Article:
Although it is unlikely that such eccentrics as McCade and Greeves made many gamblers’ hair curl with their unbalanced ravings, there were occasional converts made.  There is even a hint, in the newspaper report of Ivan Kuzmitchov’s suicide, that a man who had won a thousand  roubles at faro in one of the waterfront taverns Ivan had visited refused to pick up his winning poker rules because he was scared of the warning in the suicide’s bloody graffito.

All in all, though, the crackbrains have done no more than color the gamblers’ pursuit with a laugh or two.  Over-earnestness is invariably fatal in moral issues.  The Puritans who levied fines for breaches of their rigid code (“Profanation of Lord’s Day 3s., Playing  cards 2s. 6d., Makyng Tumultuous noises 1s. 6d.”) were concerned with a problem of ethics.  But Victorian pseudo-moralists who screamed in tracts and pamphlets of the dangers of drink and gambling were for the most part unthinking pleasure stifles, who found a welcome for melodrama wherever they turned.

A bingo game in progress (to raise money form parish school) at a Roman Catholic  church in Jersey City, U.S.A. Many churches today operate small lotteries bingo games, and so on for charitable purposes.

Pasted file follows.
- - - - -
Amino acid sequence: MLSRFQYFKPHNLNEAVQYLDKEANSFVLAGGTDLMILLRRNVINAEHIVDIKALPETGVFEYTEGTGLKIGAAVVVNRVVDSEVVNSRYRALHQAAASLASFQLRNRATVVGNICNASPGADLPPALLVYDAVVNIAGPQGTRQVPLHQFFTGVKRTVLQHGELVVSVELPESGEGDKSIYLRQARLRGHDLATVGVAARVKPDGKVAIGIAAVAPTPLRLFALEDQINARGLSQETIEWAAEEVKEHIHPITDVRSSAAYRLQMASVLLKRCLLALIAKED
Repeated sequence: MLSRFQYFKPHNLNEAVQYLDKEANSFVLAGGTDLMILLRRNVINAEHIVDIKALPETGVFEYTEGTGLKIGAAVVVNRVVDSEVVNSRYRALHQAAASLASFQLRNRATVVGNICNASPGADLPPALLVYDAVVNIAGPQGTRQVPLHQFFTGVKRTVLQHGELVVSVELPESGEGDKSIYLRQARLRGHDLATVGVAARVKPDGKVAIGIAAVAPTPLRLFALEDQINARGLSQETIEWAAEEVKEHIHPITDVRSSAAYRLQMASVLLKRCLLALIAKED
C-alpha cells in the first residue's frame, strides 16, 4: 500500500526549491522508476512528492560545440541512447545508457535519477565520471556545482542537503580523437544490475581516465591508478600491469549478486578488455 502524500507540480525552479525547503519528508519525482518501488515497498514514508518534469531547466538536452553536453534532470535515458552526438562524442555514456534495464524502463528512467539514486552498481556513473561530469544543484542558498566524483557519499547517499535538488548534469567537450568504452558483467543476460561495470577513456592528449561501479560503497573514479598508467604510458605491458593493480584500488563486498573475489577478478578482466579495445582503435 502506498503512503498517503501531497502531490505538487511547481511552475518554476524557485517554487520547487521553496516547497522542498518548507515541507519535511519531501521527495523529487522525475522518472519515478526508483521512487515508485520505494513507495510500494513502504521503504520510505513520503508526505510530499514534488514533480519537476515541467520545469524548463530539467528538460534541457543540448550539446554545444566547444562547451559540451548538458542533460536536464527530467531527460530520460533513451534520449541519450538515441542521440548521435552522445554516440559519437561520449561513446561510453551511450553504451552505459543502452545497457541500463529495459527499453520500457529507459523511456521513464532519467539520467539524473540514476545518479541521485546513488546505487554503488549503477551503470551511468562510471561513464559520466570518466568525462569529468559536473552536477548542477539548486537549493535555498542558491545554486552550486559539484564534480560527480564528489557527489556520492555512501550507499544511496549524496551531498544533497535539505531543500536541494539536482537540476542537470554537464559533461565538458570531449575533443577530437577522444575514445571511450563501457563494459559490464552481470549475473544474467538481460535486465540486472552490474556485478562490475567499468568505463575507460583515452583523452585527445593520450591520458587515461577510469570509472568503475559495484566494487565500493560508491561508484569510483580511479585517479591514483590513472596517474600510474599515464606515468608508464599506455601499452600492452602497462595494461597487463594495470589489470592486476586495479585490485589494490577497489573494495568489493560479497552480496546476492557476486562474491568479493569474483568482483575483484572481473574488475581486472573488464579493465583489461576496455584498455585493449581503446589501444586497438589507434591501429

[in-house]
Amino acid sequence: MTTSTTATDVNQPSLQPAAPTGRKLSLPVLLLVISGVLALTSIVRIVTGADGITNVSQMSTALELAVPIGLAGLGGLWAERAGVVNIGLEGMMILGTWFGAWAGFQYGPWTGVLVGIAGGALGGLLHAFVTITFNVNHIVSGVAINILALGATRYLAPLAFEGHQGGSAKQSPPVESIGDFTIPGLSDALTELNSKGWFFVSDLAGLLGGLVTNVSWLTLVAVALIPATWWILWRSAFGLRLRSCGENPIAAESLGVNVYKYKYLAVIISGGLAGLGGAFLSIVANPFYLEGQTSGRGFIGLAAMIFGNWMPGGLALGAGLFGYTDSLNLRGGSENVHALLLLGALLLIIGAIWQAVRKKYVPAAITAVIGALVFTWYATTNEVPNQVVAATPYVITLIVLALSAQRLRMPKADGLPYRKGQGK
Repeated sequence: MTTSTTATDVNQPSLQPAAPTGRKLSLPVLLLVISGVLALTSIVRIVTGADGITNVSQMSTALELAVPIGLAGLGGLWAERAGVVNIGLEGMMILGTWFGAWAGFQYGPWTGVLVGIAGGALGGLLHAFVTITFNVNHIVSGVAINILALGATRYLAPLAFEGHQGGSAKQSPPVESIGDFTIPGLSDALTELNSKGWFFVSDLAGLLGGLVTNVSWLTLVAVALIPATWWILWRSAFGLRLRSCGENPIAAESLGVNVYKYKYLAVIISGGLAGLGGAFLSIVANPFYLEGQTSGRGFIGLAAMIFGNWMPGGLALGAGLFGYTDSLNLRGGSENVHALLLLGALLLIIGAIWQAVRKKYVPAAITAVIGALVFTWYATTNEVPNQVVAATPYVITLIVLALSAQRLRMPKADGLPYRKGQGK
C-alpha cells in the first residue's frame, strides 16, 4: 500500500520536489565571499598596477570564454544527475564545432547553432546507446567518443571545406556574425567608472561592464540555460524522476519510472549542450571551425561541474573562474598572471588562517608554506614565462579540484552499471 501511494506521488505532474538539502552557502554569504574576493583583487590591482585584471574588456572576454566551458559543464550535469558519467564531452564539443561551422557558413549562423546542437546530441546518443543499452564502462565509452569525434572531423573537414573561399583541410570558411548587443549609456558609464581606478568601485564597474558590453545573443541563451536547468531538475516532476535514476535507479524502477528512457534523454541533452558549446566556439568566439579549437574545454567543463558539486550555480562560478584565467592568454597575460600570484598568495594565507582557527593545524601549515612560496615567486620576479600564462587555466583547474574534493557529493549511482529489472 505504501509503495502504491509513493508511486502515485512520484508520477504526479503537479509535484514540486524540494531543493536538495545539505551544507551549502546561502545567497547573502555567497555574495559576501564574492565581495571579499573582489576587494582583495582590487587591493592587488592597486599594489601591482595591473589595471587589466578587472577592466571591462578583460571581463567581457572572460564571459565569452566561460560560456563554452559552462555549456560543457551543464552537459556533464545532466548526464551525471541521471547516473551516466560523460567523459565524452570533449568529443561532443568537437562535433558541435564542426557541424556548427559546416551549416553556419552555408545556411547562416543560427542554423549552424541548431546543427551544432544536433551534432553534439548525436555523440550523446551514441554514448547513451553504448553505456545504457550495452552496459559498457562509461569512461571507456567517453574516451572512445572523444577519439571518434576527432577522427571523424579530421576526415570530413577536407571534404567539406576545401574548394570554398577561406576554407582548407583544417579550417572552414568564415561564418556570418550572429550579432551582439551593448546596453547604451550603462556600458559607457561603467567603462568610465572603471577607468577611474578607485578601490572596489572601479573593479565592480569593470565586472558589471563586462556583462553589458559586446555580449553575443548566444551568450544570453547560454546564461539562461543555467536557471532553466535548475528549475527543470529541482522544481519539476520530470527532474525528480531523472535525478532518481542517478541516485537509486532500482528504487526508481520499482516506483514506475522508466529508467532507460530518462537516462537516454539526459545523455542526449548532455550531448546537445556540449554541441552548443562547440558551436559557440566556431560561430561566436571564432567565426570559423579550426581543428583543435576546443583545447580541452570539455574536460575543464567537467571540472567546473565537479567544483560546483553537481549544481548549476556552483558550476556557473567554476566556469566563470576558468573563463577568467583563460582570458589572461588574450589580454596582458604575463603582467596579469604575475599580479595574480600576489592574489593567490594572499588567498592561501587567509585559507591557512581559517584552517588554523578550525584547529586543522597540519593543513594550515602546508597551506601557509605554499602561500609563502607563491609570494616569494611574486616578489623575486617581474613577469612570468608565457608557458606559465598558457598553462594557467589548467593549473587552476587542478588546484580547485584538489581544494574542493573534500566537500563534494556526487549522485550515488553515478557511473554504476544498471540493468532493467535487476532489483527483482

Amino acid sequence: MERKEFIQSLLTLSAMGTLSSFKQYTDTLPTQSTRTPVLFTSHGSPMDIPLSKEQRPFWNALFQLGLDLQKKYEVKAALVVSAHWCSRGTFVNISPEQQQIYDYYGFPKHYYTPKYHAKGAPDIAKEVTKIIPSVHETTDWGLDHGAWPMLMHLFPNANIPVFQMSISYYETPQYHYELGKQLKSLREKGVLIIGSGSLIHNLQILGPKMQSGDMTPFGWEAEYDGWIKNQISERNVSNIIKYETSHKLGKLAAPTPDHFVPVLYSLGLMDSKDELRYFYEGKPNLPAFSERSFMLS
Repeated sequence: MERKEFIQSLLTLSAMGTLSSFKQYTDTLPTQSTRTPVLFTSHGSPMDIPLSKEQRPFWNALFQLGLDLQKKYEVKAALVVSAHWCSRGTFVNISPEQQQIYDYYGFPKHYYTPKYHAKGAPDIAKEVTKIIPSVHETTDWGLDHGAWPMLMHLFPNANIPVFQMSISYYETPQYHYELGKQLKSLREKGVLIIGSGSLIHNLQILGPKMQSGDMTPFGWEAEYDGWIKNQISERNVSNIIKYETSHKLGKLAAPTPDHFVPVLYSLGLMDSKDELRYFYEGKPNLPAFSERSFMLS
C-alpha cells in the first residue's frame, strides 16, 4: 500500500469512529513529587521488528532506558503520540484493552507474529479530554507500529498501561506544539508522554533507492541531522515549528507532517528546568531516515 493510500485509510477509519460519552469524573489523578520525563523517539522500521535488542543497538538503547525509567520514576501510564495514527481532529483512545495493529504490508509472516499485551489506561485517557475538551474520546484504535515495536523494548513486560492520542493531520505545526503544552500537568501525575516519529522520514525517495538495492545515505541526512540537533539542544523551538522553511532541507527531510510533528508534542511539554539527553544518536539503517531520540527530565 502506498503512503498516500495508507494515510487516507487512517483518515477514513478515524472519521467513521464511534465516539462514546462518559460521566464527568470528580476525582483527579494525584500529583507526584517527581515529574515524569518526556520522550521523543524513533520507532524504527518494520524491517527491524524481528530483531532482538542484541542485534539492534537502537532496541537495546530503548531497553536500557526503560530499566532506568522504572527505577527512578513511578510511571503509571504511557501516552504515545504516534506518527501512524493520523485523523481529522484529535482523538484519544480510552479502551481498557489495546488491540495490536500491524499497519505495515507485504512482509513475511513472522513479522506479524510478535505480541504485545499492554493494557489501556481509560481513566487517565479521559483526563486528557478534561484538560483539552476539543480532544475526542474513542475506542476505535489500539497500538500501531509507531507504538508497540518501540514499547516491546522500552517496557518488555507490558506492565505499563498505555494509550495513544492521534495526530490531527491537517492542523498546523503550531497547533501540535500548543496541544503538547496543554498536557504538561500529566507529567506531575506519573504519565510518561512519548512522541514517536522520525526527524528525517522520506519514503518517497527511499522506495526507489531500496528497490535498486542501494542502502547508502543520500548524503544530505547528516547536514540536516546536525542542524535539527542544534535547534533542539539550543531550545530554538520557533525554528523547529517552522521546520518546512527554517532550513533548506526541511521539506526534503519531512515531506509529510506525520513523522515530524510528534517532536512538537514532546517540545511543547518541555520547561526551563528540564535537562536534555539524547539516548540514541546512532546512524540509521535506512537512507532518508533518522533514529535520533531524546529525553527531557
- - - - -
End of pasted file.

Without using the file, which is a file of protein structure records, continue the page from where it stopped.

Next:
obviously, it is impossible for anti-gambling legislation to keep an effective rein on an activity that, in many of its manifestations, can so easily be followed in private.  In most countries the attempts at a reasonable compromise (to allow the people freedom to follow their own way of life and at the same time to prevent widespread poverty and misery) have resulted in  a great overcrowding of lawyer’s bookshelves.  And every time attempts are made to untangle some of the absurdities that show up in legal machinery, more shelf space is filled.

Under the common law of England, for example, betting holdem game and gaming of all kinds are legal, but the “aleatory contract” that a wager of any kind involves (which recalls the disapproving Roman  term aleator) is not enforceable at a low.  England’s Gaming Act of 1845 makes it impossible to recover gambling debts England’s Gaming Act of 1845 makes it impossible to recover gambling debts by legal action, and this basic rule hasn’t been altered yet.

If your bookmaker welshes, you can try charging him with larceny, and if you get taken in by the operators of the find-the-lady (three-card monte) games on the London-Paris express, you can haul them up on a charge of false pretenses.  But welshing bookies and other confidence tricksters are likely to have ugly organizations behind them, and you probably won’t recover anything but trouble.  At a different social level, and with a switch in the viewpoint, if you renege on your gambling debts in a respectable club, you’ll find the resulting ostracism far more painful than any legal action could be.  The phrase “debt of honor” has been most useful in circumventing the law.